Historic site come alive
Glass Public Art
Type of Glass
Established in 1875 by the North-West Mounted Police, Fort Calgary is located at the confluence of the Bow and Elbow rivers in Calgary, Alberta. In 1974, the site was purchased by the City of Calgary and reopened as a historic site and museum. In recent years, the Calgary Municipal Land Corporation has made changes to transform and rejuvenate the area surrounding Fort Calgary. As part of this, five red pillars were built on the edge of the East Village, known as the Fort Calgary Sentinels.
The striking red Sentinels link Calgary's East Village together with Fort Calgary. When developing the design, the CMLC's focus was on cohesiveness and community, "we wanted to look at how to treat the edges of the East Village, for a seamless transition between that urban space and park space that is Fort Calgary." states Susan Veres, VP of Marketing and Communications.
The striking red glass of the Fort Calgary Sentinels is hard to miss as you pass through Calgary's East Village. The five pillars each represent a historical figure significant to the Calgary area.
Glass In Action
The five pillars are hard to miss, with the tallest pillar, which is designed to represent Fort Calgary, standing at 28 feet tall. The remaining four pillars are 15 feet tall, each representing a historical figure significant to the Calgary area, including: decorated North-West Mounted Police Captain Deane, Chief Crowfoot, Calgary Alderman John Ayer, and Colonel Macleod, all Calgary pioneers and pillars of the community, represented as such.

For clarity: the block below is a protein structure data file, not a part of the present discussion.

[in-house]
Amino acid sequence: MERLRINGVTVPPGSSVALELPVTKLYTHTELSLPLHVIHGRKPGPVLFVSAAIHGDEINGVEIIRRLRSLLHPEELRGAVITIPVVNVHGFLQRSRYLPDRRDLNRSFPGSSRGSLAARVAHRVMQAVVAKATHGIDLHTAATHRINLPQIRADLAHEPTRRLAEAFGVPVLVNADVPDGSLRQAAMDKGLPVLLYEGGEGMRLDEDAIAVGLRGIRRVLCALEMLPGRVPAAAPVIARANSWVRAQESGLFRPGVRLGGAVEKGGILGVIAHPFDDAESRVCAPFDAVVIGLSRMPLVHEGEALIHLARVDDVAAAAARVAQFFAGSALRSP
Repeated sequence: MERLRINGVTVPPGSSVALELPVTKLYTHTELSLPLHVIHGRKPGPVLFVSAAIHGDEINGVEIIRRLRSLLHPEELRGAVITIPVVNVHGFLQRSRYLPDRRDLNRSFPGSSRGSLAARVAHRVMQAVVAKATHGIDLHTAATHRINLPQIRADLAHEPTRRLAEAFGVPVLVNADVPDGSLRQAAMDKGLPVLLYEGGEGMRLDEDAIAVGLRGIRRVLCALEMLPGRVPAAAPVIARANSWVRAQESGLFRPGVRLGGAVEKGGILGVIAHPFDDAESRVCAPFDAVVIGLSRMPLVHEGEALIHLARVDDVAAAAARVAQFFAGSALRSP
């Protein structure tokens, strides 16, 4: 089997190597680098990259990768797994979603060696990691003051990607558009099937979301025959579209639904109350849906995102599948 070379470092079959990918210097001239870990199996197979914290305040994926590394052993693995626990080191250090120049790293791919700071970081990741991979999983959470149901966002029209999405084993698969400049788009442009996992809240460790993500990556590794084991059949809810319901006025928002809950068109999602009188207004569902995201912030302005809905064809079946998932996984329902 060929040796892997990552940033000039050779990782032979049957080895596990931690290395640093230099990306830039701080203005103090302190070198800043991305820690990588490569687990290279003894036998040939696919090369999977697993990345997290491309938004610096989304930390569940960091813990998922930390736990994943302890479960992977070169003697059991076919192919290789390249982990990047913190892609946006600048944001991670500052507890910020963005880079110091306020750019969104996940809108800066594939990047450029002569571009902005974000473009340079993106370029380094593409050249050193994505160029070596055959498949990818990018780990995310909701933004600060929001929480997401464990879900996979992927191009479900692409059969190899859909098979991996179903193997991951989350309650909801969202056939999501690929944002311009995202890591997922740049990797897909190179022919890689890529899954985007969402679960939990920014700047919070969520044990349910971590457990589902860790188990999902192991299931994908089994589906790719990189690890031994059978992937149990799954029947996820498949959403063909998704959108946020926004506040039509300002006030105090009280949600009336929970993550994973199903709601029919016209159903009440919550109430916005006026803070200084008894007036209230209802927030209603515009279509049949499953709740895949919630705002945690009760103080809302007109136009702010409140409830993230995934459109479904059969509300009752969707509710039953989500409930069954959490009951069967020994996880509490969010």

Goldray Glass worked alongside Calgary-based, Heavy Industries to bring the sentinel design to life. The first design challenge was to match the iconic red of the Royal Canadian Mounted Police (RCMP), while adding imagery and quotes from the people the pillars represent. To achieve this, Goldray's Technographic Interlayer process was used. With this process, the vibrant red color and images were printed onto a high-resolution interlayer which was then laminated between two glass lites.
Laminating the glass adds durability, making it strong enough to withstand the elements, a feature that is especially important in Calgary, a city known for it's extreme temperature changes. Heavy Industries notes that the finished product "Is virtually weather proof. This means this type of glass project also has a propensity for longevity.”
To complete the design, each pillar is backlit, making them both artistic and functional as the light they provide makes the area brighter, safer, and welcoming, no matter the time of day. Tourists and locals alike are drawn to the Fort Calgary Sentinels public art project. The vibrant color and design beckon for a closer look, while the text and imagery piques their interest and allows for a greater appreciation of the importance of the site.
Calgary Municipal Land Corporation
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